Here in front of us we find a charming square-shaped portrait which features two young girls happily posing for the artist. They are the artist's children, as identified in the title of the painting and the overall style of this piece is in line with the Realist movement, where accuracy is key. Mucha simply depicts his adorable children exactly as they are on the day, though would no doubt have carefully planned the layout of this scene prior to starting his painting. For example, the desk on which they sit may well have been untidy already, but the artist would have considered the different objects lying upon it, as well as ensuring that nothing would block our view of the two main focal points of the artwork, namely the two girls. Mucha himelf is famous for his young women that adorn most of his more famous paintings but this example is really important in allowing us to understand more about his life and career.

Both of the girls within this portrait are dressed in white dresses, which plays on their innocence and purity, as Mucha regularly made use of symbolism within his paintings. The youngest sports a pair of comfortable looking shoes which appear almost like trainers, or the approximate equivalent in the very early 20th century. Her hair is noticeably curly, naturally, and features a blonde tone that is common within this part of Europe. She holds a fruit in her hands, perhaps a red apple or a pomegranate - it is hard to tell without seeing the fuller piece in person. She also has a small belt around her waist with a matching white clip. Her older sister places her hand on her sibling's shoulder, in part to allow her father to work without them moving, and also to provide a comforting gesture to her much beloved sister.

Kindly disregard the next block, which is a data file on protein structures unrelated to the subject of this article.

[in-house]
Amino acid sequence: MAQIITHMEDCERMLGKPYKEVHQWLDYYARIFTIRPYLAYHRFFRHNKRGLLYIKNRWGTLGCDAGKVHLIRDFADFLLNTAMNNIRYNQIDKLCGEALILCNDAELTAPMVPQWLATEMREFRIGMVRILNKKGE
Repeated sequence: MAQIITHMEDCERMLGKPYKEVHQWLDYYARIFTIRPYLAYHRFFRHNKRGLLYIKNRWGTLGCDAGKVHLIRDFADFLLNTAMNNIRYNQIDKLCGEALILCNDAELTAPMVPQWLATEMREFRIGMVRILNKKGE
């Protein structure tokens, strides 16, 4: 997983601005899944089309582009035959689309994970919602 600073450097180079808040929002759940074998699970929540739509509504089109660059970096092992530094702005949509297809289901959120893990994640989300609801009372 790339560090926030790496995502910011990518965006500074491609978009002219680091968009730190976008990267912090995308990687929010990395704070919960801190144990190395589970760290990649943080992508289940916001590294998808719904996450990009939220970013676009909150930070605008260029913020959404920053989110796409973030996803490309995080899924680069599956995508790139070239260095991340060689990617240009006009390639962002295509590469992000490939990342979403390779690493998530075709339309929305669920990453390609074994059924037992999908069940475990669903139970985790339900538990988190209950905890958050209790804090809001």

The older child has a similarly white dress, though with a red hairband upon long brown hair. She is portrayed in a slightly lighter tone in order to place her further back in the painting, as she sits behind her sister. She stares directly at the viewer, clearly able to follow the instructions of her father more closely than her younger sister is able to do. Besides them on an untidy desk are many different, seemingly unconnected objects which serves as still life practice for Mucha. There is a victorian-age doll, a water jug with decorative design, some flowers that appear from a hidden vase presumably and also a large number of sheets of paper, which perhaps were one of the artist's many sketchbooks or perhaps some family photo albums.